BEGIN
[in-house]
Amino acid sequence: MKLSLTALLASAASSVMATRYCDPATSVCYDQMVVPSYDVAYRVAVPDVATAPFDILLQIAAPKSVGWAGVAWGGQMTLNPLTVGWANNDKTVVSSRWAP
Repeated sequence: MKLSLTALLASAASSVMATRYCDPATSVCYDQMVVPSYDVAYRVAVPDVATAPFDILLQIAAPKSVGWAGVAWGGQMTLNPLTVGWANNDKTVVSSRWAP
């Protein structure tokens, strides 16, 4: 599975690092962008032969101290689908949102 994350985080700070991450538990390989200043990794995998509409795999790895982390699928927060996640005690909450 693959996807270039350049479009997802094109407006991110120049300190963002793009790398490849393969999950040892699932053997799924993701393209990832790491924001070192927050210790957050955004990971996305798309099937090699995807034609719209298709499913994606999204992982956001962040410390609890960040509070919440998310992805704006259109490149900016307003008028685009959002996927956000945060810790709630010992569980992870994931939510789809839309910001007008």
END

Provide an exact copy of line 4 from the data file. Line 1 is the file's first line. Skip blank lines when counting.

């Protein structure tokens, strides 16, 4: 599975690092962008032969101290689908949102 994350985080700070991450538990390989200043990794995998509409795999790895982390699928927060996640005690909450 693959996807270039350049479009997802094109407006991110120049300190963002793009790398490849393969999950040892699932053997799924993701393209990832790491924001070192927050210790957050955004990971996305798309099937090699995807034609719209298709499913994606999204992982956001962040410390609890960040509070919440998310992805704006259109490149900016307003008028685009959002996927956000945060810790709630010992569980992870994931939510789809839309910001007008």